Boeing’s Top Lobbyist Leaves Company
Tim Keating was close to CEO fired in 2019.
Tim Keating, Boeing’s longtime top lobbyist in Washington, has left the company, Defense One has learned.
In an email to the company’s government affairs employees, CEO David Calhoun said Marc Allen, Boeing’s chief strategy officer, would serve as the interim head of government relations while the company looks for a permanent replacement.
“In the meantime, I have great confidence in Marc’s ability to lead our world-class Government Operations team on the many important public policy matters and global engagement initiatives we are currently working on as a company ,” Calhoun wrote.
A Boeing spokesperson confirmed that Keating no longer works for the company, but declined further comment. Keating was not immediately reachable for comment. His company biography was removed from the Boeing website on Monday evening.
Boeing hired Keating—a former advisor to President Bill Clinton—in 2008, two months after it lost a $40 billion competition to build Air Force aerial refueling tankers to Northrop Grumman and top rival Airbus. Boeing contested the contract and won a new competition in 2011 — but has since lost more than $5 billion on the project.
Some Boeing executives assumed Keating would leave the company in 2017 if Hillary Clinton won the 2016 election. Instead, Keating remained with Boeing and was frequently by the side of former Boeing CEO Dennis Muilenburg, who formed a friendly relationship with President Donald Trump.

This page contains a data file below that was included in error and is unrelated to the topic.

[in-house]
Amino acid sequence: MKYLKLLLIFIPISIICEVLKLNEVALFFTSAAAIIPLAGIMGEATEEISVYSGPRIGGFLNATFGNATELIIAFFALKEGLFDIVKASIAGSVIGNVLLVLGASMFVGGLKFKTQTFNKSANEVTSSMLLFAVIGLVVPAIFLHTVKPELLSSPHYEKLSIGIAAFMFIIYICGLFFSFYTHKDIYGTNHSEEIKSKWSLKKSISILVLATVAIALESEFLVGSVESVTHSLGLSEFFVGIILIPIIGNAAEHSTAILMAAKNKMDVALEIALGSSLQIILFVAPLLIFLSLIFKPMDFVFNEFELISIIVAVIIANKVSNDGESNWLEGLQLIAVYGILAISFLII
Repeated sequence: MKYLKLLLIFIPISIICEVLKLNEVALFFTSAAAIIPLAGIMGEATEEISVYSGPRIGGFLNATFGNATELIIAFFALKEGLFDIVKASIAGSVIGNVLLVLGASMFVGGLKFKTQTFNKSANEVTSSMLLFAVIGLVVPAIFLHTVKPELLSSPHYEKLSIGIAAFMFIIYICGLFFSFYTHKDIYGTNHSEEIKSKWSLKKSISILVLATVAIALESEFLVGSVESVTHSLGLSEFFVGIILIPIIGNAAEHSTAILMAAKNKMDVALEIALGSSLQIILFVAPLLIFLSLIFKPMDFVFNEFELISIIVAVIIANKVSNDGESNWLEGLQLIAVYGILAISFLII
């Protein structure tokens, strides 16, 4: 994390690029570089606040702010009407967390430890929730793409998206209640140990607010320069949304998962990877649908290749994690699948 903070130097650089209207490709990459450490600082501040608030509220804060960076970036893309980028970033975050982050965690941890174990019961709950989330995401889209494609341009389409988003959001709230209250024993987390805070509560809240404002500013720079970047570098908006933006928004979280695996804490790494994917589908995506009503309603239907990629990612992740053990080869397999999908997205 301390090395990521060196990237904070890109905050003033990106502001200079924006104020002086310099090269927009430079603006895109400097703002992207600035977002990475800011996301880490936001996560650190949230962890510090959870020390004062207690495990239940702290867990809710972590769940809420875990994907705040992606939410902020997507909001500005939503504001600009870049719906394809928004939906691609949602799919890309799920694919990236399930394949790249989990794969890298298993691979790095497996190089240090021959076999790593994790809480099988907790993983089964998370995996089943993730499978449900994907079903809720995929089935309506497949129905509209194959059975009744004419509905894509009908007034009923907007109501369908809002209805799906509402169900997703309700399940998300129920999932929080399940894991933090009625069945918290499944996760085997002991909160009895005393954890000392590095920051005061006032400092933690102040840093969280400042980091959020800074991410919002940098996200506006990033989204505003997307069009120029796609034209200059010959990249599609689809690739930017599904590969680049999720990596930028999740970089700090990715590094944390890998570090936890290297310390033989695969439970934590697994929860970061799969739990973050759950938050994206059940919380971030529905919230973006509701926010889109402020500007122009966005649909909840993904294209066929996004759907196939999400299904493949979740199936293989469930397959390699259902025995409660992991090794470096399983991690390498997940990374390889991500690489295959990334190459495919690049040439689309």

Keating accompanied Muilenberg on a December 2016 visit to Trump’s Mar-a-Lago resort in Palm Beach and a January 2017 visit to Trump Tower in New York.
After criticizing the projected cost of a new Boeing-made Air Force One as President-elect, Trump proclaimed “God bless Boeing” at a Charleston, South Carolina, factory that builds the 787 Dreamliner. Keating was instrumental in the company’s expansion into South Carolina.
What Keating did to establish Boeing’s presence in South Carolina was a “masterful exercise in local politics,” a former colleague said.
In 2018, Trump visited a Boeing factory in St. Louis that builds F/A-18 Super Hornet fighter jets.
Keating remained by Muilenburg’s side as the CEO testified before Congress after two deadly 737 Max crashes. He remained with the company after Boeing fired Muilenburg in December 2019.
Investigations into the Max crashes showed the company had a culture that put profits over safety.